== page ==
“A gentleman is not a hanging gourd” is a maxim of Confucius. Sakyamuni explained, “All beings depend on food to live”. That being the case, if we wish to propagate the Way, it is necessary to feed the people. Whether it is the wages of a person of the Way, a secular person, or perhaps a teacher, it must be kept in mind that those of the path of learning in every case must be provided for. Even so, because I am a person of the Way who is normally in accord with purifying poverty, I have not yet handled expenses for provisions or confirmed many things. If you think of benefitting the country and benefiting people, desire to throw out confusion and prove there is awakening, then like me, please give a speck of dust in donation and mutually help with my wish and from lifetime to lifetime, generation to generation, together on the cart of the Buddha’s vehicle, we will commonly benefit the multitudes of life.
Recorded by Daisōzu Kūkai
15th day of the 12th month of Tenchō 5 (current January 23, 828).
辭納言藤大卿。有左九條宅。地餘貮町。屋則五間。東隣施藥慈院。西近眞言仁祠。生休歸眞之原迫南。衣食出内之坊居北。涌泉水鏡而表裏。流水汎溢而左右。松竹風來琴箏。梅柳雨催錦繍。春鳥哢聲。鴻鴈于飛。熱渇臨也即除。清涼憩也即至。兌白虎大道。離朱雀小澤。緇素逍遥。何必山林。車馬往還。朝夕相續。貧道有意濟物。竊庶幾置三教院。一言吐響。千金即應。永捨券契。遠期冒地。不勞給孤之敷金。忽得勝軍之林泉。本願忽感。樹名曰綜藝種智院。試造式。記曰。若夫九流六藝濟代之舟梁。十藏五明利人之惟寶。 故能三世如來。兼學而成大覺。十方賢聖。綜通而證遍知。未有一味作美膳。片音調妙曲者也。立身之要。治國之道。斷生死於伊陀。證涅槃於蜜多。弃此而誰。是以前來聖帝賢臣。建寺置院。仰之弘道。雖然。毘訶方袍偏翫佛經。槐序茂廉空耽外書。至若三教之策。五明之簡。壅泥不通。肆建綜藝種智院。普藏三教。招諸能者。所冀三曜炳著。照昏夜於迷衢。五乘並鑣。驅群鹿於覺苑。或難曰。然猶事漏先覺。未見其美。何者備僕射之二教。石納言之芸亭。如此等院。並皆有始無終。人 去跡穢。答。物之興癈必由人。人之昇沈定在道。大海資衆流以致深。蘇迷越衆山以成高。大廈群材之所支持。元首股肱之所扶保。然則多類者難竭。寡偶者易傾。自然之理使然。今所願者。一人降恩。三公勠力。諸氏英貴。諸宗大徳。與我同志百世成繼。難者曰。善也。或有人。難曰。國家廣開庠序。勸勵諸藝。霹靂之下。蚊響何益。答。大唐城。坊々置閭塾。普教童稚。縣々開郷學。廣導青衿。是故才子滿城。藝士盈國。今是華城。但有一大學。無有閭塾。是故貧賎子弟。無所問津。遠方好事。往還多疲。今建此一院。普濟瞳矇。不亦善哉。難者曰。若能果如此。盡美盡善。與兩曜爭明。將二儀競久。益國之勝計。利人之寶洲。余雖不敏。投一簣哉九仞。添涓塵乎八埏。報四恩之廣徳。爲三點之良因。
語曰。里仁爲美，擇不處仁。焉得智。又曰。遊於六藝。」經曰「初阿闍黎兼綠衆藝。」論 曰「 菩薩爲成菩提，先於五明處求法。」是故善財童子巡百十城。尋五十師。常啼菩薩常哭一市。切求深法。然則得智。在仁者之處。成常資五明之法。求法必於衆師之中。學道當在衣食之資。四者備而有功。是故設斯四緣。利濟群生。雖云有處有法。若無師者無由得解。故先請師。師有云種。一道。二俗。道所以傳佛經。俗所以弘外書。眞俗不離。我師雅言。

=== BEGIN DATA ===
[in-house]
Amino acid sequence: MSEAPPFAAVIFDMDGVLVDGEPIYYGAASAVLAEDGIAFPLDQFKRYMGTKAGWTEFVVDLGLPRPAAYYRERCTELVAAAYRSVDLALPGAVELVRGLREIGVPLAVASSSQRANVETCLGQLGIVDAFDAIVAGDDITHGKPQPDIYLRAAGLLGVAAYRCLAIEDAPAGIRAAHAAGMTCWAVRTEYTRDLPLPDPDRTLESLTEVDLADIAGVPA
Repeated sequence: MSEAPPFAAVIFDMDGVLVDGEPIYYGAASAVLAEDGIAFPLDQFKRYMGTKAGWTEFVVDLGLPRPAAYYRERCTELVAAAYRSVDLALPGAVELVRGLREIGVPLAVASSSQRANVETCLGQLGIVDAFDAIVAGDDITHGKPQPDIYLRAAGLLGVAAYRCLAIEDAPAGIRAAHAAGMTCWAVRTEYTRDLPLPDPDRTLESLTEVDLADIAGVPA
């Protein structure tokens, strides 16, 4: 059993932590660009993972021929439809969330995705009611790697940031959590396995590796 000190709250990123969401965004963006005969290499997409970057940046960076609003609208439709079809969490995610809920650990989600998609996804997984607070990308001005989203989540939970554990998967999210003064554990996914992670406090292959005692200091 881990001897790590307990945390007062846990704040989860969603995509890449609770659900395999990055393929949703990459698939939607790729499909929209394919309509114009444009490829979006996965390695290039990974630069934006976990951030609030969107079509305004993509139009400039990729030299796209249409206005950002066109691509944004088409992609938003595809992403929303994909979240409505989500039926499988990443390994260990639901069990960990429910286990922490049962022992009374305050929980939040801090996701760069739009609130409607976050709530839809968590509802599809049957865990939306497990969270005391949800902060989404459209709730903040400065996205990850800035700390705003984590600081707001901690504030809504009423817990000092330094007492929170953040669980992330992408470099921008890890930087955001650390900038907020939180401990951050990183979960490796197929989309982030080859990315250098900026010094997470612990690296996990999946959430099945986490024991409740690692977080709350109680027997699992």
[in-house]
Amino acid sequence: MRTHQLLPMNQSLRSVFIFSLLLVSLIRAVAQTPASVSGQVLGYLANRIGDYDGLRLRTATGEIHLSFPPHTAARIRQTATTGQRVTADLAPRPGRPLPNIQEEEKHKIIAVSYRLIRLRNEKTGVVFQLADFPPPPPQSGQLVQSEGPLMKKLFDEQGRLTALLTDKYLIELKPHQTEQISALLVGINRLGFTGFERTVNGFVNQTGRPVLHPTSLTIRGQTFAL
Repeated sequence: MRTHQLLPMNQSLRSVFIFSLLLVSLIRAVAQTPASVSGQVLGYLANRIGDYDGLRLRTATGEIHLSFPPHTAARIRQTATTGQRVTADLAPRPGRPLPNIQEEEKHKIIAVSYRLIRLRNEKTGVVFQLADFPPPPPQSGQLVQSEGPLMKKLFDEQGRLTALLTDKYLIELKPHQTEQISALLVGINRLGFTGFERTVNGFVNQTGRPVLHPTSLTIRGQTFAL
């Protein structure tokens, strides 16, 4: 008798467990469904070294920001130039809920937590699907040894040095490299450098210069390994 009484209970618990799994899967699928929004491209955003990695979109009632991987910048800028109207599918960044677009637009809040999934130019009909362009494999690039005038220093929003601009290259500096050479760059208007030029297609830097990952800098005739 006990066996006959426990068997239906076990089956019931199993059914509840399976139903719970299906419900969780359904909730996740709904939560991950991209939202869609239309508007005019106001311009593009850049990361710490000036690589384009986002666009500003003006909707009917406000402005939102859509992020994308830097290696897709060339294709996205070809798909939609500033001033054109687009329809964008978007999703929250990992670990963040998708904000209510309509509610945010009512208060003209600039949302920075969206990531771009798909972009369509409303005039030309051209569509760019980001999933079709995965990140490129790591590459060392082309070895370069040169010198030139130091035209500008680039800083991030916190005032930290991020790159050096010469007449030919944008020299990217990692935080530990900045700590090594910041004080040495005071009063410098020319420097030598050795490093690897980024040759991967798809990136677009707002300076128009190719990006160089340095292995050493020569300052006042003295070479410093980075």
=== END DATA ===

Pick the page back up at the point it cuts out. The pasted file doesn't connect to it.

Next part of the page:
Entry 102 in the Henjō Hakki Shōryōshu, 1st entry in Scroll Number 10 of that document found in Volume 6 of the Kōbō Daishi Kūkai Zenshū.
 Seiyakuji-in: a facility for the protection and medical treatment for the sick and orphans.
 The Eight Trigrams of the Yijing are used to divine an auspicious location. The White Tiger is a Chinese constellation and mythological guardian of the west.
 That is to say, since there are both lay and monastic human resources, there is no need for people to go to the mountains to study.
 The three teachings are Buddhism, Daoism, and Confucianism.
 The Buddha’s patron Anathapindika, offered to buy Jetavana Grove from Prince Jeta by covering the entire grove with gold coins.
 This refers to Prasenajit, a 6th century BCE ruler of Kosala, who took advice from the Buddha and made donations to him.
 Confucians, Daoists, Yin and Yang, Legalists, Logicians, Mohists, Diplomats, Miscellaneous, and Agriculturalists.
 Rites or propriety, music, archery, chariot operation, and calligraphy or literacy.
 Ten kinds of inexhaustible treasures that every Bodhisattva are given in the Flower Garland Sūtra (Avataṃsaka Sūtra). They are (1) faith in the emptiness of all phenomena, (2) moral conduct, (3) mortification of taking the shame upon one's evil deeds, (4) conscience of taking self reproach upon one's misconduct, (5) listen and learning the teachings of Buddha, (6) earning the merit of performing a charity to the poor, (7) wisdom of discerning the ignorance of suffering, the ways to emancipation and nirvāṇa, (8) right recollection of the endless cycle of the life of the rise and fall and the world, (9) preservation and practice of the Dharma, and (10) attainment of wisdom to propagate the Dharma for the benefit of sentient beings.
 The Five Vidya, Five Sciences, or Five fields of learning from India are grammar and linguistics (śabda-vidyā), skills and crafts, such as mathematics (śilpakarma-sthāna-vidyā), medicine (cikitsā-vidyā), logic and epistemology (hetu-vidyā), psychology, self-development and self-understanding (adhyātma-vidyā).
 Kūkai uses both of these expressions as transliterations of the word “pāramita”, Buddhist perfections.
 Vihāra are Buddhist monasteries.
 The five vehicles are those of ordinary people, heavenly beings, voice-hearers, cause-awakened ones, and bodhisattvas.
 Kibi no Makibi (695–775) was a noble of the Nara period. The two teachings are Buddhism and Confucianism.
 Isonokami no Yakatsugu (石上 宅嗣, 723 – July 23, 781) was a Japanese noble and scholar of the late Nara period. He established a library called Untei.
 The two characters translated here as “blind youth”, 瞳矇 (tóngméng), literally mean “blind pupils”. However, note 65 on page 700 of the KKZ says the characters mean “those who are young and reasonable”. Similarly, Pan Chung-kwei (page 2) says that the two characters are equivalents of童蒙 (also tóngméng), which would render the phrase to mean “young and ignorant”, the second character coming from “covered” rather than “blind”.
 Note 68 on page 700 of the KKZ says this should be “precious jewel”.